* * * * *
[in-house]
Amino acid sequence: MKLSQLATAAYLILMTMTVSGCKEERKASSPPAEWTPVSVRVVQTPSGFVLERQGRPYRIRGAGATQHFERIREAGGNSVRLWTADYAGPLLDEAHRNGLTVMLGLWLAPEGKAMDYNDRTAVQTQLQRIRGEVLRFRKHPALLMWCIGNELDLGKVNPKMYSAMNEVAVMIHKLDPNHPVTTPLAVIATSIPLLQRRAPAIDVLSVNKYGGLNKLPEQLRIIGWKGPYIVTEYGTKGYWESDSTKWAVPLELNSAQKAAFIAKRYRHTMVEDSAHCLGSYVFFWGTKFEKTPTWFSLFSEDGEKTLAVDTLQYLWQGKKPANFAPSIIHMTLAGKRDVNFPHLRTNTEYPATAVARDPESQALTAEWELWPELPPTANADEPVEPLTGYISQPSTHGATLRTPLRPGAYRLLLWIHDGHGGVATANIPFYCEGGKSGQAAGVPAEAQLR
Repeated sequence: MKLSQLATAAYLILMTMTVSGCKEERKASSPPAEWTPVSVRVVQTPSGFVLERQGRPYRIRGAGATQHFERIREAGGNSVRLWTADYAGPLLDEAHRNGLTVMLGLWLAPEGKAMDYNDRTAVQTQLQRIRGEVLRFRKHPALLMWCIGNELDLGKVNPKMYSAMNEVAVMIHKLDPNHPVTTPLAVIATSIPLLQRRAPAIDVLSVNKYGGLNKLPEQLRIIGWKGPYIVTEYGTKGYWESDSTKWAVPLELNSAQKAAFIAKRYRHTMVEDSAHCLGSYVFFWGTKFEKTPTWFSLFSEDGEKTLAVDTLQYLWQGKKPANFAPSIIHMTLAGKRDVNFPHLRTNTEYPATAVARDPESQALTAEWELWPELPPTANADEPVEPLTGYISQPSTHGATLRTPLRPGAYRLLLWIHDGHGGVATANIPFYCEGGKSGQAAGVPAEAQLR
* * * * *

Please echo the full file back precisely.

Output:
[in-house]
Amino acid sequence: MKLSQLATAAYLILMTMTVSGCKEERKASSPPAEWTPVSVRVVQTPSGFVLERQGRPYRIRGAGATQHFERIREAGGNSVRLWTADYAGPLLDEAHRNGLTVMLGLWLAPEGKAMDYNDRTAVQTQLQRIRGEVLRFRKHPALLMWCIGNELDLGKVNPKMYSAMNEVAVMIHKLDPNHPVTTPLAVIATSIPLLQRRAPAIDVLSVNKYGGLNKLPEQLRIIGWKGPYIVTEYGTKGYWESDSTKWAVPLELNSAQKAAFIAKRYRHTMVEDSAHCLGSYVFFWGTKFEKTPTWFSLFSEDGEKTLAVDTLQYLWQGKKPANFAPSIIHMTLAGKRDVNFPHLRTNTEYPATAVARDPESQALTAEWELWPELPPTANADEPVEPLTGYISQPSTHGATLRTPLRPGAYRLLLWIHDGHGGVATANIPFYCEGGKSGQAAGVPAEAQLR
Repeated sequence: MKLSQLATAAYLILMTMTVSGCKEERKASSPPAEWTPVSVRVVQTPSGFVLERQGRPYRIRGAGATQHFERIREAGGNSVRLWTADYAGPLLDEAHRNGLTVMLGLWLAPEGKAMDYNDRTAVQTQLQRIRGEVLRFRKHPALLMWCIGNELDLGKVNPKMYSAMNEVAVMIHKLDPNHPVTTPLAVIATSIPLLQRRAPAIDVLSVNKYGGLNKLPEQLRIIGWKGPYIVTEYGTKGYWESDSTKWAVPLELNSAQKAAFIAKRYRHTMVEDSAHCLGSYVFFWGTKFEKTPTWFSLFSEDGEKTLAVDTLQYLWQGKKPANFAPSIIHMTLAGKRDVNFPHLRTNTEYPATAVARDPESQALTAEWELWPELPPTANADEPVEPLTGYISQPSTHGATLRTPLRPGAYRLLLWIHDGHGGVATANIPFYCEGGKSGQAAGVPAEAQLR